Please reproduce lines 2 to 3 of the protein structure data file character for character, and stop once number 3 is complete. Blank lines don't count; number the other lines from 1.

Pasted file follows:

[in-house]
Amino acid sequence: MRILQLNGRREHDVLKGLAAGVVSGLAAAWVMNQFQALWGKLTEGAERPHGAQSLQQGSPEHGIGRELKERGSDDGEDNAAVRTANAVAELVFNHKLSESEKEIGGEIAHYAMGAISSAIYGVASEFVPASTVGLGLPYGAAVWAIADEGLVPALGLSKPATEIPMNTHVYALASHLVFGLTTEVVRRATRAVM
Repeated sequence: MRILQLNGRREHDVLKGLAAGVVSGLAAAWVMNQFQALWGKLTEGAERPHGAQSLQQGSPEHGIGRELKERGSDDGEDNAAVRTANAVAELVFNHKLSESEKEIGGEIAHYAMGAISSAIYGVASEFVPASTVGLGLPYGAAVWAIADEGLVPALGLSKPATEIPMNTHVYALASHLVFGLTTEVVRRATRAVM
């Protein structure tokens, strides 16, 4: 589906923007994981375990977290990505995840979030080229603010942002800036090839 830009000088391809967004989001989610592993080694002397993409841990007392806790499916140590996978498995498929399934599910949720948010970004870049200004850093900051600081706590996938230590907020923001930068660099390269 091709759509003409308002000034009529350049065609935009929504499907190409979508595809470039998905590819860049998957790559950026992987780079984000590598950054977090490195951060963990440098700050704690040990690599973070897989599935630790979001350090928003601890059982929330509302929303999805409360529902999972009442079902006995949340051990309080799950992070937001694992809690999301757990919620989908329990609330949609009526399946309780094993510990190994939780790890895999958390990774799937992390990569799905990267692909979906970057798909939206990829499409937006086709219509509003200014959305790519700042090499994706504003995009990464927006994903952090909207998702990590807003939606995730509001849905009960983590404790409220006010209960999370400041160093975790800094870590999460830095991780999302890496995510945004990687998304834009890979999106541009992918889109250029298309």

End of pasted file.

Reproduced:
Amino acid sequence: MRILQLNGRREHDVLKGLAAGVVSGLAAAWVMNQFQALWGKLTEGAERPHGAQSLQQGSPEHGIGRELKERGSDDGEDNAAVRTANAVAELVFNHKLSESEKEIGGEIAHYAMGAISSAIYGVASEFVPASTVGLGLPYGAAVWAIADEGLVPALGLSKPATEIPMNTHVYALASHLVFGLTTEVVRRATRAVM
Repeated sequence: MRILQLNGRREHDVLKGLAAGVVSGLAAAWVMNQFQALWGKLTEGAERPHGAQSLQQGSPEHGIGRELKERGSDDGEDNAAVRTANAVAELVFNHKLSESEKEIGGEIAHYAMGAISSAIYGVASEFVPASTVGLGLPYGAAVWAIADEGLVPALGLSKPATEIPMNTHVYALASHLVFGLTTEVVRRATRAVM